The Science of Compounding: Experimenting with Real World Applications

compoundOne of the most important concepts we can teach our teenagers is how the fundamental concepts of science and math they learn in school apply to the “real world.”

As a kid, I remember that I, along with many of my peers, had little to no interest in studying or learning these hard, quantitative techniques.

It wasn’t until years later that I discovered that science and math could be fascinating. The gap? A real world application of the methods we learned in school.

One of the best examples of this is the science of compounding, and how it can be applied to many different real life scenarios.

Compounding and Money

Perhaps the standard example, and by far one of the most obvious and most important areas to which students can apply compounding is finance.

In fact, this concept is so simple that it’s one of the best ways for students to really grasp the law of compounding. Benjamin Franklin once famously left money to the state, with the instructions not to spend it for 100 and 200 years. Read the tale here.

That anecdote seems distant to many students today, however. A better example would be to encourage them to create scientific models and experiments dealing with how different rates of return can change the value of money over time. Better yet, have them visualize the effects of losing spending power from inflation if they fail to invest cash on hand!

These issues, while traditionally not dealt with at the high school levels, should be a standard part of the curriculum. With the advent of popular bestsellers like Rich Dad Poor Dad, or Money Master the Game, the newest Tony Robbins audio book, students have great examples from which they can work.

Download the Rich Dad Poor Dad audiobook from

Compounding and Scientific Progress

Another great experiment that students can work with involving compounding has to do with understanding how compounding can impact scientific progress over time.

One of the best examples of this was the Human Genome Project. About three quarters of the way through the project (in terms of timeline), the project was only 1% complete. Politicians almost canceled the work, considering it a failure.

The failure, however, was their understanding. The project was, in fact, compounding magnificently, and the scientists behind it understood that even though they had only mapped 1% of the genome, that meant that they only needed to double their results 7 times in order to finish the map.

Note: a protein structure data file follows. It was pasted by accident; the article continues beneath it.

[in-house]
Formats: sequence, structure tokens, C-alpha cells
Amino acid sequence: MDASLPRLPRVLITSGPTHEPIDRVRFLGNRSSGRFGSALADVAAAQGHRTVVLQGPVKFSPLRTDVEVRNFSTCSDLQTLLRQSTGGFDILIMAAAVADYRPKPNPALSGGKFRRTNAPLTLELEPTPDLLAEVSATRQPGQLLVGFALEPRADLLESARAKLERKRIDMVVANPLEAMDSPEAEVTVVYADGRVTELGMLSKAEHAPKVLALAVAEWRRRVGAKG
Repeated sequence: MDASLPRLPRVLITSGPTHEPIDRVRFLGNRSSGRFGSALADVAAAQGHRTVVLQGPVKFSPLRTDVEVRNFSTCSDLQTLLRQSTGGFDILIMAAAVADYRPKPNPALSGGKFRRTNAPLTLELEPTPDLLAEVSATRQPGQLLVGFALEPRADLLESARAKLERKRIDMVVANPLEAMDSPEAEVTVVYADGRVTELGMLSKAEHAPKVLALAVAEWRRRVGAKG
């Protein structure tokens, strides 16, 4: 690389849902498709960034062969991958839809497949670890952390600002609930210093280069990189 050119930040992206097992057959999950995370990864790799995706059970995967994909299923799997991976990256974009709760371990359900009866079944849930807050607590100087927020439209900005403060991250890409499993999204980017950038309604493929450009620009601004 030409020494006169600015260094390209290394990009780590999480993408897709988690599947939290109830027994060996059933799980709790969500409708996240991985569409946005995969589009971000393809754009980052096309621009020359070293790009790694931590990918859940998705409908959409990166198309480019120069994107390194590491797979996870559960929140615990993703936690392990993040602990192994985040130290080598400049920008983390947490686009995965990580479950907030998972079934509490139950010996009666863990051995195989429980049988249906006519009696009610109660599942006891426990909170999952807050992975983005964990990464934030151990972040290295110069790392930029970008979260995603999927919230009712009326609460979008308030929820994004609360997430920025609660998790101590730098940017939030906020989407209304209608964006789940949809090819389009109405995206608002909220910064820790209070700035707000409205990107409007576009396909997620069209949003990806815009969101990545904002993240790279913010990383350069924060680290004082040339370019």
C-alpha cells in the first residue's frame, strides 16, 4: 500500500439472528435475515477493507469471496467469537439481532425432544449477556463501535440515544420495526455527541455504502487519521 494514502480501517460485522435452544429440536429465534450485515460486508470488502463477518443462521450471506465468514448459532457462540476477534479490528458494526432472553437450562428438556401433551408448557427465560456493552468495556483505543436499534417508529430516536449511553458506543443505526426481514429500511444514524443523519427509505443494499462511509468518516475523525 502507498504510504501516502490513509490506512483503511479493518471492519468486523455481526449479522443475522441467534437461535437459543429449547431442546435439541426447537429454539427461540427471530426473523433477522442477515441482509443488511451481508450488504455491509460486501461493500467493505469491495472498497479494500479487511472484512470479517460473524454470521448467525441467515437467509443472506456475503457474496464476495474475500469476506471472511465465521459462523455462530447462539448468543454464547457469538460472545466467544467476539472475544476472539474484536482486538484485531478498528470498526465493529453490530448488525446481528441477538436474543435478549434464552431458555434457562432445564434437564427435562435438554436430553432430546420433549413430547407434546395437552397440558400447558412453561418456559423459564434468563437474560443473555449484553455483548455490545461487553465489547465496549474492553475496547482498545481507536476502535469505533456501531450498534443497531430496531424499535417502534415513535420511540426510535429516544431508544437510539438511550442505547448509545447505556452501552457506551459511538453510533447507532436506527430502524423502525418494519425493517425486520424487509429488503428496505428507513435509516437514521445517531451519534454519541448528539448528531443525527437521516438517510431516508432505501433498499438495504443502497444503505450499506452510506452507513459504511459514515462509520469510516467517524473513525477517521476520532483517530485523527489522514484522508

A few years later, they finished the project successfully, and ahead of schedule. Read more about this success from

Regardless of which approach you take, the point is simply to discover new ways to encourage our teenagers to take advantage and fully understand this simple, yet fundamental mathematical principle.

If more people were to fully realize the impact of this phenomenon, perhaps we would be able to progress more rapidly and more effectively.

Top 10 Best Science Experiments from Home

Ever wanted to pretend you were a strange mix of Albert Einstein and Harry Houdini, and perform scientific wonders to make your friends and family marvel?

If so, this video’s for you. In it, you’ll get to see 10 real life exciting magic tricks that anyone can do from home. This video and the tricks in it are appropriate for kids of all ages, but parental supervision is definitely advised!

Then check out more home experiments from!

How To Make Square Bubbles

Think square bubbles are a figment of fantasy fiction? Think again! In this experiment you’ll learn about the forces that shape bubbles and how you can control them to create squares!

How to Make a Hovercraft

High flying hovercraft are the dreams of superheros and the Jetsons, but in this fun experiment you’ll learn the basic principles behind what could make a real life hovercraft possible in the very near future.

How to Make Slime

Slime is a safe subtance that can provide hours of fun. This experiment is great for a rainy day, using ingredients you probably already have in your kitchen!

This video also includes 7 other popular home science experiments including:

  • How to Make a Rainbow in a Tube
  • How To Make Lava Art At Home
  • How to Make a Home Made Lava Lamp for Kids
  • How To Measure Your Lung Capacity
  • Water Defying Gravity Experiments
  • How to Make a Home Made Candle from an Orange
  • Magic Trick with Matches and a Coin